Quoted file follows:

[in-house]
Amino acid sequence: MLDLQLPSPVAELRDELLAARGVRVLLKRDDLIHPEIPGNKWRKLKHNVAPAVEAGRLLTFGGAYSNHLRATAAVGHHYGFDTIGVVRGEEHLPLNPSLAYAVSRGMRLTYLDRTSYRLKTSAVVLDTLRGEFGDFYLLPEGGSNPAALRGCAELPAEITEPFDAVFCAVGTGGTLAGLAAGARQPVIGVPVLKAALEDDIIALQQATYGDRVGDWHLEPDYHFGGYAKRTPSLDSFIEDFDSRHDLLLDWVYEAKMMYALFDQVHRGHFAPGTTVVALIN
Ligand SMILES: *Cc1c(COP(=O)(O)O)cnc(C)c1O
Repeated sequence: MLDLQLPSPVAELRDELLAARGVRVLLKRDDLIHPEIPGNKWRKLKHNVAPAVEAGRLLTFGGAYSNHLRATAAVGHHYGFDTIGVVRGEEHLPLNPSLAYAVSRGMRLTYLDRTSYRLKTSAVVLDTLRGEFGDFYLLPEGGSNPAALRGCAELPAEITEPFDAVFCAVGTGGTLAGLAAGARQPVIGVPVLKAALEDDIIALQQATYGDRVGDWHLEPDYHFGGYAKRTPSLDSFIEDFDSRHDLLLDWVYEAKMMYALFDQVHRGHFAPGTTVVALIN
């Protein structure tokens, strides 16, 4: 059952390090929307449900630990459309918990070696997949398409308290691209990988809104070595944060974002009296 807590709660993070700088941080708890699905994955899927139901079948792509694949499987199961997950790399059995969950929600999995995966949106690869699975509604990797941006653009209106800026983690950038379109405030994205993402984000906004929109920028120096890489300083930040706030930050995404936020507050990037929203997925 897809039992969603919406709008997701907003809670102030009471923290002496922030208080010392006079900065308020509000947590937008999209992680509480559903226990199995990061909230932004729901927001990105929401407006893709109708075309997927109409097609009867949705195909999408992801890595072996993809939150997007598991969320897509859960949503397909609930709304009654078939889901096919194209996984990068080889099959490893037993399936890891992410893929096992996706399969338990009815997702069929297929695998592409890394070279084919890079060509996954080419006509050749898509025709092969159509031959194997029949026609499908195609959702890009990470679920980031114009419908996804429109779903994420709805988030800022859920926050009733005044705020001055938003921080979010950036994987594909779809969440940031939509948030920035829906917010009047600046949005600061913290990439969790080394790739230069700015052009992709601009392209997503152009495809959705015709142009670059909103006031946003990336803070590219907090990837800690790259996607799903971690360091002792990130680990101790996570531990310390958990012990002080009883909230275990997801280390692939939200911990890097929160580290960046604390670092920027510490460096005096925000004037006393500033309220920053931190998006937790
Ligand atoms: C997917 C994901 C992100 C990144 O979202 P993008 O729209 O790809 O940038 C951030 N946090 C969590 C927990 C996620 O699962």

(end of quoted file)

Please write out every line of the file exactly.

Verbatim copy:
[in-house]
Amino acid sequence: MLDLQLPSPVAELRDELLAARGVRVLLKRDDLIHPEIPGNKWRKLKHNVAPAVEAGRLLTFGGAYSNHLRATAAVGHHYGFDTIGVVRGEEHLPLNPSLAYAVSRGMRLTYLDRTSYRLKTSAVVLDTLRGEFGDFYLLPEGGSNPAALRGCAELPAEITEPFDAVFCAVGTGGTLAGLAAGARQPVIGVPVLKAALEDDIIALQQATYGDRVGDWHLEPDYHFGGYAKRTPSLDSFIEDFDSRHDLLLDWVYEAKMMYALFDQVHRGHFAPGTTVVALIN
Ligand SMILES: *Cc1c(COP(=O)(O)O)cnc(C)c1O
Repeated sequence: MLDLQLPSPVAELRDELLAARGVRVLLKRDDLIHPEIPGNKWRKLKHNVAPAVEAGRLLTFGGAYSNHLRATAAVGHHYGFDTIGVVRGEEHLPLNPSLAYAVSRGMRLTYLDRTSYRLKTSAVVLDTLRGEFGDFYLLPEGGSNPAALRGCAELPAEITEPFDAVFCAVGTGGTLAGLAAGARQPVIGVPVLKAALEDDIIALQQATYGDRVGDWHLEPDYHFGGYAKRTPSLDSFIEDFDSRHDLLLDWVYEAKMMYALFDQVHRGHFAPGTTVVALIN
């Protein structure tokens, strides 16, 4: 059952390090929307449900630990459309918990070696997949398409308290691209990988809104070595944060974002009296 807590709660993070700088941080708890699905994955899927139901079948792509694949499987199961997950790399059995969950929600999995995966949106690869699975509604990797941006653009209106800026983690950038379109405030994205993402984000906004929109920028120096890489300083930040706030930050995404936020507050990037929203997925 897809039992969603919406709008997701907003809670102030009471923290002496922030208080010392006079900065308020509000947590937008999209992680509480559903226990199995990061909230932004729901927001990105929401407006893709109708075309997927109409097609009867949705195909999408992801890595072996993809939150997007598991969320897509859960949503397909609930709304009654078939889901096919194209996984990068080889099959490893037993399936890891992410893929096992996706399969338990009815997702069929297929695998592409890394070279084919890079060509996954080419006509050749898509025709092969159509031959194997029949026609499908195609959702890009990470679920980031114009419908996804429109779903994420709805988030800022859920926050009733005044705020001055938003921080979010950036994987594909779809969440940031939509948030920035829906917010009047600046949005600061913290990439969790080394790739230069700015052009992709601009392209997503152009495809959705015709142009670059909103006031946003990336803070590219907090990837800690790259996607799903971690360091002792990130680990101790996570531990310390958990012990002080009883909230275990997801280390692939939200911990890097929160580290960046604390670092920027510490460096005096925000004037006393500033309220920053931190998006937790
Ligand atoms: C997917 C994901 C992100 C990144 O979202 P993008 O729209 O790809 O940038 C951030 N946090 C969590 C927990 C996620 O699962």